The Owner Operator Independent Drivers Association (OOIDA) Requests Preliminary Injunction Against AB5 Claiming that AB5 (and the Dreaded “ABC” Test) Violates the Commerce Clause of the US Constitution.
By G Spencer Mynko, ESQ
OOIDA has decided to take a shot against AB5 and the ABC test. Hoping to succeed where the California Trucking Association (CTA) failed, OOIDA is attacking AB5 utilizing a different legal theory. The CTA argued that AB5 and the ABC test were preempted by federal law, essentially stating that the State of California was encroaching upon legal territory exclusively occupied and controlled by the Federal Government. Unfortunately, we all know how the Federal Preemption argument ended up, with the Ninth Circuit US Court of Appeals, saying “Nahhh – No it doesn’t”, but only after writing 39 pages of legal bullshit for the benefit of people who didn’t smoke a joint before reading the opinion of the court.
Now, OOIDA is arguing that AB5 violates the Commerce Clause.
What is the Commerce Clause?
The commerce clause is an enumerated power, specifically listed in Article 1, Section 8, clause 3 of the United States Constitution. The clause states that the United States Congress shall have power to “regulate commerce with foreign nations, and among the several states, and with the Indian tribes”. Pardon me while I geek out on legal mumbo-jumbo, but this is what the US Supreme Court said about the significance of the Commerce Clause in Gonzales v. Raich, 545 U.S. 1 (which incidentally is a case about medical marijuana):
“The Commerce Clause emerged as the Framers’ response to the central problem giving rise to the Constitution itself: the absence of any federal commerce power under the Articles of Confederation. For the first century of our history, the primary use of the Clause was to preclude the kind of discriminatory state legislation that had once been permissible. Then, in response to rapid industrial development and
an increasingly interdependent national economy, Congress “ushered in a new era of federal regulation under the commerce power,” beginning with the enactment of the Interstate Commerce Act in 1887 and the Sherman Antitrust Act in 1890.”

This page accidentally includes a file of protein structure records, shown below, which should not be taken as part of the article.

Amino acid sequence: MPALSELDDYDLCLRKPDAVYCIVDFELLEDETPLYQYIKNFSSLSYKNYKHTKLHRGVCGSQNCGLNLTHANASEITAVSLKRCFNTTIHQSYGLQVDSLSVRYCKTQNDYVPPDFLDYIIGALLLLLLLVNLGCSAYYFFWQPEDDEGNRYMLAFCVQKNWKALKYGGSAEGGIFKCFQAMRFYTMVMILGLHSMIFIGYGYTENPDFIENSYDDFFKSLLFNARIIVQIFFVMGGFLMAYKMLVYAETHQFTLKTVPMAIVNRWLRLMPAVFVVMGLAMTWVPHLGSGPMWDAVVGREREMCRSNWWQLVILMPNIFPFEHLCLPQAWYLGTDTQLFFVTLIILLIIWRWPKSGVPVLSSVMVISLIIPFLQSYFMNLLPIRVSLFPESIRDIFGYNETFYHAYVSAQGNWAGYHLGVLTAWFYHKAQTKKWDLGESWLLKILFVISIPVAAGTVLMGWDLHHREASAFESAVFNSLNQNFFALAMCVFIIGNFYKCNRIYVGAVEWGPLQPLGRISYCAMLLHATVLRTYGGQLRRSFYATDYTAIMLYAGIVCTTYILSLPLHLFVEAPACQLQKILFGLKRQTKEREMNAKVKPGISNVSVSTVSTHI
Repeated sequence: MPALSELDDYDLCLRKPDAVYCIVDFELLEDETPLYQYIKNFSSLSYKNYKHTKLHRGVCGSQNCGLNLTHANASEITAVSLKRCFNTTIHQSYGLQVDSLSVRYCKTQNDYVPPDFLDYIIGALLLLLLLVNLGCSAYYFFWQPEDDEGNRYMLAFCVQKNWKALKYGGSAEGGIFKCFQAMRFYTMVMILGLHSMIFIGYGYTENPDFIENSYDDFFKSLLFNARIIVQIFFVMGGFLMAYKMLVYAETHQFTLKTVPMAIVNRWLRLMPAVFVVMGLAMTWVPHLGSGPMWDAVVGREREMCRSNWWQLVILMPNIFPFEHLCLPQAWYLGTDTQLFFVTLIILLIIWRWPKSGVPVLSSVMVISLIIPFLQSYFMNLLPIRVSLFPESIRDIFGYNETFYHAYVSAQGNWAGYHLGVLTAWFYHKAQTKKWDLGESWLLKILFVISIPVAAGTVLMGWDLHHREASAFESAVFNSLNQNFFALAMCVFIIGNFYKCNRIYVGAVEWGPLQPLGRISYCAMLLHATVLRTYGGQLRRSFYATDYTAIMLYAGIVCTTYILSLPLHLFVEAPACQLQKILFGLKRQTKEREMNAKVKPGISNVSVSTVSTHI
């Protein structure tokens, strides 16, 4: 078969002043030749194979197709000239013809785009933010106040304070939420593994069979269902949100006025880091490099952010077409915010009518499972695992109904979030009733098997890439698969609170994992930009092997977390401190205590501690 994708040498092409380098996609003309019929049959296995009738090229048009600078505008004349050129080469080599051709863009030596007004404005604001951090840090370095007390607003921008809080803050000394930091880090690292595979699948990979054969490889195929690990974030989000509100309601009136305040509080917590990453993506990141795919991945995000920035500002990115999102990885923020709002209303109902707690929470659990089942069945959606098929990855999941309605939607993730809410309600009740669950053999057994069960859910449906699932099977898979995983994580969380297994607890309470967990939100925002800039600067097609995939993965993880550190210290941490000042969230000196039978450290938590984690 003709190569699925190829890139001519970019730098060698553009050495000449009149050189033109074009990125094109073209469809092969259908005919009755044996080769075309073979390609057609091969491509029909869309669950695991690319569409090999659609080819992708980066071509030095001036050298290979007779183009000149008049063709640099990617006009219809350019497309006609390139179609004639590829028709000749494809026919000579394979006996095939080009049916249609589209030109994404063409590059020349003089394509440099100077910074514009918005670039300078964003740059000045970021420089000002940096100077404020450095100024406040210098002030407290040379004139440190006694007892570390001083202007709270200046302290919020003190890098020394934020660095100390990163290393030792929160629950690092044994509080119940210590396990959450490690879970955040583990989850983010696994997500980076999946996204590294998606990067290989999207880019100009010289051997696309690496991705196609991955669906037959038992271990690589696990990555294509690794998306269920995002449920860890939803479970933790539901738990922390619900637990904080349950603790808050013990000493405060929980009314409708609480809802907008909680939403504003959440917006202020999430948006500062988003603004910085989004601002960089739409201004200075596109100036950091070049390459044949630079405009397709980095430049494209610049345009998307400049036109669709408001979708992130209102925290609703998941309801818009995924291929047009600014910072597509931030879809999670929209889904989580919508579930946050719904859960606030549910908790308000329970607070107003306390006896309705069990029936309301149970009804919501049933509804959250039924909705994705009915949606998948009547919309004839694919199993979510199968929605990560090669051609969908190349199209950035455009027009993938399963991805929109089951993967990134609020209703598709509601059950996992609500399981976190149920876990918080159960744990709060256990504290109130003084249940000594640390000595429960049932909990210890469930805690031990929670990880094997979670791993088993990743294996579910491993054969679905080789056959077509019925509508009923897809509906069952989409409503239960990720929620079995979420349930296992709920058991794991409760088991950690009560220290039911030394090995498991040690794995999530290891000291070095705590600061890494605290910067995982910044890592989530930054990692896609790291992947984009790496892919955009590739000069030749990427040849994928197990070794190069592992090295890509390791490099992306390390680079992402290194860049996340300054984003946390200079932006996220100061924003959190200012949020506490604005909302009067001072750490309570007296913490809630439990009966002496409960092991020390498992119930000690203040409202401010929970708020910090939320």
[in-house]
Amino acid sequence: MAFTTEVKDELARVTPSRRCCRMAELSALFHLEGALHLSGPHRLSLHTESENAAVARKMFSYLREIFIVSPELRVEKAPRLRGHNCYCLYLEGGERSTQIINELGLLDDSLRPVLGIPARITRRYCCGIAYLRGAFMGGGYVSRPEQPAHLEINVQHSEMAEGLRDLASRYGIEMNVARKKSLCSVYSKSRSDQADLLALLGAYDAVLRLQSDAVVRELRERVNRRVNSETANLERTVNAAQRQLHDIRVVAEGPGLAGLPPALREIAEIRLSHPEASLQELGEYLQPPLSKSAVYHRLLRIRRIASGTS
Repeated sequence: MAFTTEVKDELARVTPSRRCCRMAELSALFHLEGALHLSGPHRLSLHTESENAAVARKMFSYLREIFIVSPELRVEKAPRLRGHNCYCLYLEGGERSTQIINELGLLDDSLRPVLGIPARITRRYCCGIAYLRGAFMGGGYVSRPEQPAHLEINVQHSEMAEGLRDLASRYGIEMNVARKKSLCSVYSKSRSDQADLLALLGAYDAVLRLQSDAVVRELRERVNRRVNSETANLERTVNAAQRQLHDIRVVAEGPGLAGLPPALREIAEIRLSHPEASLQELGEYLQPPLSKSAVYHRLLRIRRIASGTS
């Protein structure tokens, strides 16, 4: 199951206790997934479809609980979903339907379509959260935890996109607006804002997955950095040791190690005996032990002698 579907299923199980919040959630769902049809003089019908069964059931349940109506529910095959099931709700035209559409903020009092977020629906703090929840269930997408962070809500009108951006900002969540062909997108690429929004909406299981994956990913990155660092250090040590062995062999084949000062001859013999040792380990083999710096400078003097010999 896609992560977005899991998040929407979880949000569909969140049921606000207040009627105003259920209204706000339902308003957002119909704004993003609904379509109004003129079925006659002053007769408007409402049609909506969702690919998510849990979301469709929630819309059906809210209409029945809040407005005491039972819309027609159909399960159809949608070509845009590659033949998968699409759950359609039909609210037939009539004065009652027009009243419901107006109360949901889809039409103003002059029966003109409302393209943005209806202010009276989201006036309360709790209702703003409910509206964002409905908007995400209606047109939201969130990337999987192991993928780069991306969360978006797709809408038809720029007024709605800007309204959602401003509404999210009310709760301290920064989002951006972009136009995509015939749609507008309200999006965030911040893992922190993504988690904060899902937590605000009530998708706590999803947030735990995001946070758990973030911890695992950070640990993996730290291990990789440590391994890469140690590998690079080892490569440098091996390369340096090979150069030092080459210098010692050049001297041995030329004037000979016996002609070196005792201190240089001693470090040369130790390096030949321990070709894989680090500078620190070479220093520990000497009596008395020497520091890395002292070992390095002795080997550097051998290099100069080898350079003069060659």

OOIDA’s lawyers essentially reiterated this in their motion requesting an injunction:
“The Commerce Clause gives Congress the authority to regulate commerce between the states. U.S. Const. art. I, § 8, cl. 3. This grant of authority implies a restriction on states’ authority to interrupt—by discriminating against or imposing improper burdens on—interstate commerce …. Giving Congress the authority over economic relations between the states “reflects a central concern of the Framers
that was an immediate reason for calling the Constitutional Convention: the conviction that in order to succeed, the new Union would have to avoid the tendencies toward economic Balkanization that had plagued relations among the Colonies and later among the States under the Articles of Confederation.” (See https://ecf.casd.uscourts.gov/doc1/037118727999)
Simply put, the commerce clause prevents individual states from enacting and enforcing laws that screw up how business is done when goods move throughout the United States. This is why trucks can travel from state to state and not have to transload at the border of every individual state. And the thrust of the argument here is that AB5 and its “ABC” Test violates the commerce clause. I will again quote from OOIDA’s motion:
“…AB-5 will impact interstate trucking operations nationwide, causing carriers throughout the U.S. to reevaluate their ability to serve the country’s most important shipping market. Thousands of trucking companies will be forced to decide between changing their business model or ceasing work in California altogether. The harm resulting from these decisions will be irreparable for many and will have a negative impact on supply chains. Enjoining enforcement of AB-5 against those truckers lacking a significant connection to California pending final resolution of this case is a crucial step in safeguarding the nation’s supply chain and the livelihoods of thousands of small business truckers.” (Id.)
Let’s hope OOIDA succeeds where the CTA failed.
Reprinted with permission by the Law Offices of G. Spencer Mynko, ESQ., Transportation Attorneys